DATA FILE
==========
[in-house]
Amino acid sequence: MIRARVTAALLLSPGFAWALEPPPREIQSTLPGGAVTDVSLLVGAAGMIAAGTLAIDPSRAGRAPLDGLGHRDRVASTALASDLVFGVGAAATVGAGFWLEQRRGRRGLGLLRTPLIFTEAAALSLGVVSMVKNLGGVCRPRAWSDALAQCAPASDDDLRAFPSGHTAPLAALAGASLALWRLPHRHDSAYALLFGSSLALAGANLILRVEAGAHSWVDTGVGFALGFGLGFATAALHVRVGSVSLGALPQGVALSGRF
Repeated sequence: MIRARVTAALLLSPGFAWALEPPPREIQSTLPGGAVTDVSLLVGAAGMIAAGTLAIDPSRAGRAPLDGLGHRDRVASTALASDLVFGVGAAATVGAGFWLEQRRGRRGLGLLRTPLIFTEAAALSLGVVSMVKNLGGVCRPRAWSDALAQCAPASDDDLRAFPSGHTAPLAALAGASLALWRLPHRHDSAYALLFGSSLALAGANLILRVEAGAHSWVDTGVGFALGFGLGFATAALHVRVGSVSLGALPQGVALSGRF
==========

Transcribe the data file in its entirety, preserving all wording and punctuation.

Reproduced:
[in-house]
Amino acid sequence: MIRARVTAALLLSPGFAWALEPPPREIQSTLPGGAVTDVSLLVGAAGMIAAGTLAIDPSRAGRAPLDGLGHRDRVASTALASDLVFGVGAAATVGAGFWLEQRRGRRGLGLLRTPLIFTEAAALSLGVVSMVKNLGGVCRPRAWSDALAQCAPASDDDLRAFPSGHTAPLAALAGASLALWRLPHRHDSAYALLFGSSLALAGANLILRVEAGAHSWVDTGVGFALGFGLGFATAALHVRVGSVSLGALPQGVALSGRF
Repeated sequence: MIRARVTAALLLSPGFAWALEPPPREIQSTLPGGAVTDVSLLVGAAGMIAAGTLAIDPSRAGRAPLDGLGHRDRVASTALASDLVFGVGAAATVGAGFWLEQRRGRRGLGLLRTPLIFTEAAALSLGVVSMVKNLGGVCRPRAWSDALAQCAPASDDDLRAFPSGHTAPLAALAGASLALWRLPHRHDSAYALLFGSSLALAGANLILRVEAGAHSWVDTGVGFALGFGLGFATAALHVRVGSVSLGALPQGVALSGRF